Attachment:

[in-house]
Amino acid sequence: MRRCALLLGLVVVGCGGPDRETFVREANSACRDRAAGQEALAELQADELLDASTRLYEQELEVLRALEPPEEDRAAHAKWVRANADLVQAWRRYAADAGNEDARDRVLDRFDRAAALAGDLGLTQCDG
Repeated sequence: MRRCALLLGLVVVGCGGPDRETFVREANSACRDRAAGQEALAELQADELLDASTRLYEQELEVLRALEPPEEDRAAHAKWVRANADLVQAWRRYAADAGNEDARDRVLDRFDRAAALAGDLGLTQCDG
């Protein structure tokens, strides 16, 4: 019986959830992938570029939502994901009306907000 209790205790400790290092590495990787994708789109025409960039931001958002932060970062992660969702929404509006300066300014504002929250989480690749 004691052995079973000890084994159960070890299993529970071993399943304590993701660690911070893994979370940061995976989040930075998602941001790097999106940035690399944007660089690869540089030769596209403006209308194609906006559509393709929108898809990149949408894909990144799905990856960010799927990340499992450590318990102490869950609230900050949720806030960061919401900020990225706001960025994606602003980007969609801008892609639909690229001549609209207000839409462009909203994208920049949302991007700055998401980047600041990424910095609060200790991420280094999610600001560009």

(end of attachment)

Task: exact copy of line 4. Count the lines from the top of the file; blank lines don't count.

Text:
């Protein structure tokens, strides 16, 4: 019986959830992938570029939502994901009306907000 209790205790400790290092590495990787994708789109025409960039931001958002932060970062992660969702929404509006300066300014504002929250989480690749 004691052995079973000890084994159960070890299993529970071993399943304590993701660690911070893994979370940061995976989040930075998602941001790097999106940035690399944007660089690869540089030769596209403006209308194609906006559509393709929108898809990149949408894909990144799905990856960010799927990340499992450590318990102490869950609230900050949720806030960061919401900020990225706001960025994606602003980007969609801008892609639909690229001549609209207000839409462009909203994208920049949302991007700055998401980047600041990424910095609060200790991420280094999610600001560009």